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Discussion Starter · #1 ·
After discovering very high nitrates in my well water (95 acre farmers field across the road), I sought ways to obtain nitrate free water for water changes.

One of the things I came across was API's Tap Water Filter that produces deionized (DI) water. It removes all minerals and nitrates as well, so the water needs to be adjusted for minerals and pH. This was okay, but I discovered that I could only get about 50g-60g per $25 filter cartridge.
Also, in my quest for lower tank nitrates, I had used both Fluval Lab Series Nitrate Remover as well as API's Nitra-Zorb. These are pretty effective and can be regenerated with regular non-iodized table salt.

I wondered, what if I emptied a spent filter cartridge and filled it with API Nitra-Zorb. I contacted API Tech Support and communicated with Nathan Fekula who told me they had never tested the product in this way.
I went ahead and filled a cartridge with Nitra-Zorb and filtered water. So far I am very encouraged. I was able to produce 95g of water before there were detectable nitrates in the output. I regenerated the cartridge with salt water and I'm beginning another cycle. I don't know yet how many cycles I will get and if the gallons produced will diminish with each cycle.

I will document here as the experiment progresses.
 

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Why not pick up a cheap RO system? I've noticed they have been coming down in price over the years, one that I got lightly used for $50 some time back is now new for just a bit more.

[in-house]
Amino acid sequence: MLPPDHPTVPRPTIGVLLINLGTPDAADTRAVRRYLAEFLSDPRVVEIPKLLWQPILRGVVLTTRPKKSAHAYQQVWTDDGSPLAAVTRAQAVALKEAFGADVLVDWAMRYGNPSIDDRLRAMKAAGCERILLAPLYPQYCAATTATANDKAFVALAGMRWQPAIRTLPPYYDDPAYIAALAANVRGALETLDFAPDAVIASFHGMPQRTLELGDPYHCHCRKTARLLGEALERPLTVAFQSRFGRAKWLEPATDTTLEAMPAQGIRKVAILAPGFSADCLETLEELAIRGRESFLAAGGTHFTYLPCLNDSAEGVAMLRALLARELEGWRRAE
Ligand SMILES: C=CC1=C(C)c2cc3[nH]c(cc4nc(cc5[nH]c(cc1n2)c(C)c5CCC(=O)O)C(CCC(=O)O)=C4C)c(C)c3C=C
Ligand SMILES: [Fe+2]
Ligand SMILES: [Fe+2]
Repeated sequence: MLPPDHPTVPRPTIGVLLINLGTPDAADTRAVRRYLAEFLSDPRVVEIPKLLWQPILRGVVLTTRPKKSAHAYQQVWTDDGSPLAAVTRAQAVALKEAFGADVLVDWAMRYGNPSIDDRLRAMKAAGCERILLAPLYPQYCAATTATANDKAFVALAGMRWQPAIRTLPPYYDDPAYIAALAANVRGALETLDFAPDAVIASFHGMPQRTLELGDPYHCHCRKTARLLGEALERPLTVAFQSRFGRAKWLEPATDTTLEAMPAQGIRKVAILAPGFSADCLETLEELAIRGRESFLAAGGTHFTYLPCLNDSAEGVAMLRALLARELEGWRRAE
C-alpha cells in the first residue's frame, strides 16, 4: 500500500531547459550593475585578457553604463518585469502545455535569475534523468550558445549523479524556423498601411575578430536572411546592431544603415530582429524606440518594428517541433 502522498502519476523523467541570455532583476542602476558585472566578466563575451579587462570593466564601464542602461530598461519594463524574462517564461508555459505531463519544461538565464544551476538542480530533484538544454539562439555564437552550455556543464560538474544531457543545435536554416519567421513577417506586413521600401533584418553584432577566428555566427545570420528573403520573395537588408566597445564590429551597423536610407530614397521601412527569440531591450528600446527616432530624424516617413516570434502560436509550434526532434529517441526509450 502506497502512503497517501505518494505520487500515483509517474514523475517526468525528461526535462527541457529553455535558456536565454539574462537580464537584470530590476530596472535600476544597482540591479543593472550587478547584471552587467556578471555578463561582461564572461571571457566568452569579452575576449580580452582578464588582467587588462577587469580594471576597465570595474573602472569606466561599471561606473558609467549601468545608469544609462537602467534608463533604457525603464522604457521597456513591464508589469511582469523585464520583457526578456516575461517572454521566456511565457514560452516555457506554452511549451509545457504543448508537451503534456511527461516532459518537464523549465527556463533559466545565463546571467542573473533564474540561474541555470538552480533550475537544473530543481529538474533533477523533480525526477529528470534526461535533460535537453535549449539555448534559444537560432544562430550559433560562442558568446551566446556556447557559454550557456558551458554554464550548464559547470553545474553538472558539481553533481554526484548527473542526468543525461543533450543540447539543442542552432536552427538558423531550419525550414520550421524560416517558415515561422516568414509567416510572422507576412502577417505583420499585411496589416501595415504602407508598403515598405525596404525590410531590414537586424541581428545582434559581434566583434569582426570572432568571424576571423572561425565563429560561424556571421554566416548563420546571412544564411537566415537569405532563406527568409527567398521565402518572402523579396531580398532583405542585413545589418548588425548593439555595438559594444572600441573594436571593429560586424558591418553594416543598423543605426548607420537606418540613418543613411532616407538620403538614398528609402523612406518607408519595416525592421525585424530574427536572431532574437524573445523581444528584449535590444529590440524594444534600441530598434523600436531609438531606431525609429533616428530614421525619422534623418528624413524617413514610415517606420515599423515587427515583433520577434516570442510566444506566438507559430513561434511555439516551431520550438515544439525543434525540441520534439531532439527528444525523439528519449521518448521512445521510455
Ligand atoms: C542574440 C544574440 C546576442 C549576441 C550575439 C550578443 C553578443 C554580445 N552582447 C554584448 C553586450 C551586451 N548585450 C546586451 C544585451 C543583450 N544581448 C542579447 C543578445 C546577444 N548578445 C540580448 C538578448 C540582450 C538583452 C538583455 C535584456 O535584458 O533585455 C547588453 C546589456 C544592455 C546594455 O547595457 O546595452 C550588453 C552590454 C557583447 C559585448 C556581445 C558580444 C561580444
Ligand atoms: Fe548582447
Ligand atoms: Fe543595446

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Discussion Starter · #3 · (Edited)
I was looking at the following:
.
.

And it's still a possibility, however:

1) my home well system is a 30/50 psi system. I am uncertain if the avg. pressure is sufficient to force water through the RO membrane. An additional pump would increase the cost.

2) there is approx. 4g of waste water for every gallon of RO water produced. At my low pressures, perhaps much more would be waste water.

3) there is the added cost of mineral replenishment and pH adjustment.

Although all the numbers aren't in yet, I believe the aforementioned DIY nitrate filter has the potential to be a very (if not the most) cost effective method of nitrate removal.

(I am mixing the water I filter 50/50 with water I reclaim from my basement dehumidifier. So far, this is working very well for me, producing very pure water for water changes.)

Why not pick up a cheap RO system? I've noticed they have been coming down in price over the years, one that I got lightly used for $50 some time back is now new for just a bit more.
 

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Anything that works well, reduces waste, and reduces expense is great by me. Sounds like your project has the potential to do all three, AD.
 

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Discussion Starter · #5 ·
Just a note...

The nitrate levels in my well water is 80+ppm (blood red using the API FW test kit).
We have bottled water delivered for drinking/cooking and have for many years.
 

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Wow! So there is a major cost there too! I had no idea AD!
Have you tested and compared the drinking water... is that cost effective to increase your delivery amount? It may be a stupid question but I have no idea what an extra jug, 2, 5 might cost. Forgive my ignorance.
 

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Discussion Starter · #7 · (Edited)
As I outlined, the per gallon price for the tap water filter DI water was about $.50/gallon (it's relative to water hardness, impurities, etc.)
Bottled (spring) water brand names here in stores is about $1.00/g (our delivered water is a bit more) with store brands at about $.88/g. (and then there's the hauling).

I don't have a bottom line price on the DIY Nitra-Zorb filter and won't until it can't be regenerated any more. Maybe great, maybe dad's folly. :)

Edit: I just checked the water delivery bill and the cost (excluding the bottle deposit) is $9/5g bottle, making it pretty expensive.

Wow! So there is a major cost there too! I had no idea AD!
Have you tested and compared the drinking water... is that cost effective to increase your delivery amount? It may be a stupid question but I have no idea what an extra jug, 2, 5 might cost. Forgive my ignorance.
 
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